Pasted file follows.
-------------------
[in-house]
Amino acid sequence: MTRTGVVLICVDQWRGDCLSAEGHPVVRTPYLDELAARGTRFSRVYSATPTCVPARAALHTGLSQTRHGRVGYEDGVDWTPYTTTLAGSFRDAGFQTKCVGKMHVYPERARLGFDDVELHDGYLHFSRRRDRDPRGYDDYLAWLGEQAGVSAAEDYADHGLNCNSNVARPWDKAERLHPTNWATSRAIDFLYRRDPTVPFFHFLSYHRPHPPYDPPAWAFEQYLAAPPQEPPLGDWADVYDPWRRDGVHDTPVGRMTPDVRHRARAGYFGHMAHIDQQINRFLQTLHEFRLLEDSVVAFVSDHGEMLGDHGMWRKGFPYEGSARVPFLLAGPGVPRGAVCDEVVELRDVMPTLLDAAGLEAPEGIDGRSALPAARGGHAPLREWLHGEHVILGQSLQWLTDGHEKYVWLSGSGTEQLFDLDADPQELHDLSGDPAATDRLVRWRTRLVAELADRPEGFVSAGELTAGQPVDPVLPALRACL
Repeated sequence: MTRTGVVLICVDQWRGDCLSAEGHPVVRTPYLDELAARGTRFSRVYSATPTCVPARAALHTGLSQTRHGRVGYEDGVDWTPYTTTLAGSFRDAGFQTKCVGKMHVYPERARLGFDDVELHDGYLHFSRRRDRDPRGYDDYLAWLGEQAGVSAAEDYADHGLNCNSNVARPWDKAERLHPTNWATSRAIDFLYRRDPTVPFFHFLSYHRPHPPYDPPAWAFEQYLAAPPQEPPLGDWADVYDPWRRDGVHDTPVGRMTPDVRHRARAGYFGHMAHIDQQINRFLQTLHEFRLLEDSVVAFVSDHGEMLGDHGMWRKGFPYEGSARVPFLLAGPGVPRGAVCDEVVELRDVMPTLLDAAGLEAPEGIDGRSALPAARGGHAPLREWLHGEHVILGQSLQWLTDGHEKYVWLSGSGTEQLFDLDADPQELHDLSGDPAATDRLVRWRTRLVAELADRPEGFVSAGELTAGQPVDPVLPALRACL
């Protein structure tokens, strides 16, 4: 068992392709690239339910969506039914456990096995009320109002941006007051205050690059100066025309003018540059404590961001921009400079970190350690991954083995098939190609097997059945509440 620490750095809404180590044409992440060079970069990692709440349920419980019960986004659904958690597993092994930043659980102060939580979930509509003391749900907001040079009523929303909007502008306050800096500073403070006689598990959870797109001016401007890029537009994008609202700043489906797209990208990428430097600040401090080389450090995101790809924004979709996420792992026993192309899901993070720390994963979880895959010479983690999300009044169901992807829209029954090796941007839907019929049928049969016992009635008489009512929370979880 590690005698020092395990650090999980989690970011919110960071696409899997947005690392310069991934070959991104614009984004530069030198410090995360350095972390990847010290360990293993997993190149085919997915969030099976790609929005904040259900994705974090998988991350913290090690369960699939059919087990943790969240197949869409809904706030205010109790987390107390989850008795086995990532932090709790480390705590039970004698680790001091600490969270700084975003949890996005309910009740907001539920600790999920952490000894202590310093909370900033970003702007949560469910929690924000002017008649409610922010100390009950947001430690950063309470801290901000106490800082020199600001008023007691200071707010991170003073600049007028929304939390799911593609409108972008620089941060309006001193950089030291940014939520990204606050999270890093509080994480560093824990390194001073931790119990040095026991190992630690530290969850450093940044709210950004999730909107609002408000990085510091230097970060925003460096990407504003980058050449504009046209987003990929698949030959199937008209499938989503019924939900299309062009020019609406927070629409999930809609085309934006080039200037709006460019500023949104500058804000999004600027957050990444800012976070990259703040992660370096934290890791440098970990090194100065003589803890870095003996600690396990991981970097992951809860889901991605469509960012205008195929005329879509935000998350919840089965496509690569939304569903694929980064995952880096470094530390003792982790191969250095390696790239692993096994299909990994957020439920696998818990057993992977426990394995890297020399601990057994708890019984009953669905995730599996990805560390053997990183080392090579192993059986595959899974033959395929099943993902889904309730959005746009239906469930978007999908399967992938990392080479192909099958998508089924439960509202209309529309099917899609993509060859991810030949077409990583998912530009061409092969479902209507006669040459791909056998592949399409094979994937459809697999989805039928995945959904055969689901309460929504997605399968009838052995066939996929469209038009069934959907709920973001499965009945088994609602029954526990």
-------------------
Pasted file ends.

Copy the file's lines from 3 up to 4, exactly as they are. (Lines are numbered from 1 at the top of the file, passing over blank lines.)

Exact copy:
Repeated sequence: MTRTGVVLICVDQWRGDCLSAEGHPVVRTPYLDELAARGTRFSRVYSATPTCVPARAALHTGLSQTRHGRVGYEDGVDWTPYTTTLAGSFRDAGFQTKCVGKMHVYPERARLGFDDVELHDGYLHFSRRRDRDPRGYDDYLAWLGEQAGVSAAEDYADHGLNCNSNVARPWDKAERLHPTNWATSRAIDFLYRRDPTVPFFHFLSYHRPHPPYDPPAWAFEQYLAAPPQEPPLGDWADVYDPWRRDGVHDTPVGRMTPDVRHRARAGYFGHMAHIDQQINRFLQTLHEFRLLEDSVVAFVSDHGEMLGDHGMWRKGFPYEGSARVPFLLAGPGVPRGAVCDEVVELRDVMPTLLDAAGLEAPEGIDGRSALPAARGGHAPLREWLHGEHVILGQSLQWLTDGHEKYVWLSGSGTEQLFDLDADPQELHDLSGDPAATDRLVRWRTRLVAELADRPEGFVSAGELTAGQPVDPVLPALRACL
């Protein structure tokens, strides 16, 4: 068992392709690239339910969506039914456990096995009320109002941006007051205050690059100066025309003018540059404590961001921009400079970190350690991954083995098939190609097997059945509440 620490750095809404180590044409992440060079970069990692709440349920419980019960986004659904958690597993092994930043659980102060939580979930509509003391749900907001040079009523929303909007502008306050800096500073403070006689598990959870797109001016401007890029537009994008609202700043489906797209990208990428430097600040401090080389450090995101790809924004979709996420792992026993192309899901993070720390994963979880895959010479983690999300009044169901992807829209029954090796941007839907019929049928049969016992009635008489009512929370979880 590690005698020092395990650090999980989690970011919110960071696409899997947005690392310069991934070959991104614009984004530069030198410090995360350095972390990847010290360990293993997993190149085919997915969030099976790609929005904040259900994705974090998988991350913290090690369960699939059919087990943790969240197949869409809904706030205010109790987390107390989850008795086995990532932090709790480390705590039970004698680790001091600490969270700084975003949890996005309910009740907001539920600790999920952490000894202590310093909370900033970003702007949560469910929690924000002017008649409610922010100390009950947001430690950063309470801290901000106490800082020199600001008023007691200071707010991170003073600049007028929304939390799911593609409108972008620089941060309006001193950089030291940014939520990204606050999270890093509080994480560093824990390194001073931790119990040095026991190992630690530290969850450093940044709210950004999730909107609002408000990085510091230097970060925003460096990407504003980058050449504009046209987003990929698949030959199937008209499938989503019924939900299309062009020019609406927070629409999930809609085309934006080039200037709006460019500023949104500058804000999004600027957050990444800012976070990259703040992660370096934290890791440098970990090194100065003589803890870095003996600690396990991981970097992951809860889901991605469509960012205008195929005329879509935000998350919840089965496509690569939304569903694929980064995952880096470094530390003792982790191969250095390696790239692993096994299909990994957020439920696998818990057993992977426990394995890297020399601990057994708890019984009953669905995730599996990805560390053997990183080392090579192993059986595959899974033959395929099943993902889904309730959005746009239906469930978007999908399967992938990392080479192909099958998508089924439960509202209309529309099917899609993509060859991810030949077409990583998912530009061409092969479902209507006669040459791909056998592949399409094979994937459809697999989805039928995945959904055969689901309460929504997605399968009838052995066939996929469209038009069934959907709920973001499965009945088994609602029954526990």